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ZORAN ZAEV FOR KURIR: 'Non-papers can only end in wars, nothing else'
Foto: Zorana Jevtić


ZORAN ZAEV FOR KURIR: 'Non-papers can only end in wars, nothing else'


'The Balkans are a small region, we are all connected. Although North Macedonia is in NATO, that doesn't mean I'm not worried. You never know.'

"Various non-papers aimed at resolving the Kosovo issue frighten me, because not all wounds in the Balkans have healed. When the EU steps on the brakes in its dealings with us all, as soon as it slows down the process of our integration – and I don’t mean just North Macedonia, but also Serbia, Montenegro, even Bosnia and Albania – non-papers start to emerge, as well as other, radical ideas. Those other ideas can only end in wars, nothing else," Zoran Zaev, Prime Minister of North Macedonia, said in his interview with Kurir, in response to a question about which non-paper – and some of them even draw new borders in the Balkans and leave Kosovo in Serbia for a set period of time – he is in favour of.

How afraid of the war are you?

"I hope that there'll be no wars ever again. We should continue on the path of integration as this gives us a future."

Although you are not mentioned in the non-papers, the "Greater Albania" is openly advocated, and it includes a portion of North Macedonia. Are you fearful?

"I cannot say I am not with certainty, but it would be difficult to accomplish in North Macedonia, as we are a member of NATO – any instance of jeopardizing our territory and integrity would activate Article 5 of the North Atlantic Treaty, which would protect us – all for one, and one for all. Still, at the end of the day, I cannot say I am not, because you never know for sure how far someone might take the provocation. This is why the solution is for every country to become part of the EU. When we implement the Schengen Area terms, there will be no borders either."

Because you are in NATO, you are not worried at all?

"Although North Macedonia is in NATO, that doesn't mean I'm not worried. You never know. If something is a risk for the Serbian people, it also a risk for all of us – the Balkans are a small region, we're all connected. When the region is stable and secure, then North Macedonia is also secure and stable. And when the region is unstable and has problems, then we too are unstable and have problems. Anything that Belgrade and Priština find acceptable is good for us, a solution that guarantees peace in the Balkans, European integration, security, and the future of all ethnic communities living in this territory."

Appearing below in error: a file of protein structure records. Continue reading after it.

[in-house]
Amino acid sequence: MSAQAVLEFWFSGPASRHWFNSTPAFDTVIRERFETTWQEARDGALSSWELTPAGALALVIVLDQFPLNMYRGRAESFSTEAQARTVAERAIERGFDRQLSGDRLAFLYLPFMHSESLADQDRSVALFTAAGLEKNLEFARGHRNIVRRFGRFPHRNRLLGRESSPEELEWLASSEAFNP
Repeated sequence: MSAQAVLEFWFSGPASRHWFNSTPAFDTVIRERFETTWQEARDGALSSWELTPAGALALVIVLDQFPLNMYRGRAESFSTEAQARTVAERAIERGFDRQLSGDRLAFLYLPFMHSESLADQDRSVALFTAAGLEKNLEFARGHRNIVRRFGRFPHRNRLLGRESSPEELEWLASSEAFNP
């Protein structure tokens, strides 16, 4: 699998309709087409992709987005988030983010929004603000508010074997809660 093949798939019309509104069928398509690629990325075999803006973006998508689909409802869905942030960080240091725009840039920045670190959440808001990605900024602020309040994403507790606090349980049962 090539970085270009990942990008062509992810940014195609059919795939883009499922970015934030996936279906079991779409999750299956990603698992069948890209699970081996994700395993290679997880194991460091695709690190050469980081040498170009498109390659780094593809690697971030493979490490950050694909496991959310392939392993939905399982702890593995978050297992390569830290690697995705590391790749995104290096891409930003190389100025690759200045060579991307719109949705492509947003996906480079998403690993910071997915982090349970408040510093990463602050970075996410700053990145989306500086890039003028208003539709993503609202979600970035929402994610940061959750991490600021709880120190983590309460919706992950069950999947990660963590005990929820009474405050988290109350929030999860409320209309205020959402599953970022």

How many vaccine doses have you received from Serbia exactly, and how many of your citizens have been vaccinated in Serbia?

"We are grateful to President Aleksandar Vučić, Prime Minister Ana Brnabić, and the Serbian people for their help. We have received exactly 48,240 vaccine doses, all of them precious. We got them when no one else had them, not even Serbia had enough for itself. To give your neighbour what you don't have enough of for yourself – that is an act of friendship, generosity, and brotherhood. Only a brother does that. Neither I nor the brotherly Macedonian people will ever forget that. Between 10,000 and 20,000 people went to Serbia and received not only the first dose, but the second one as well."

Zoran Zaev
foto: Zorana Jevtić

In return, between 25 June and 15 August, citizens of Serbia passing through North Macedonia will not have to pay the road toll. How much will that cost you, and how much are the vaccines worth?

"According to our estimates, about 2.5 million euros, but that's OK. We will make it up to our roads company. The value of the donated vaccines is 700,000 euros.

The collaboration with Serbia has recently been more than good?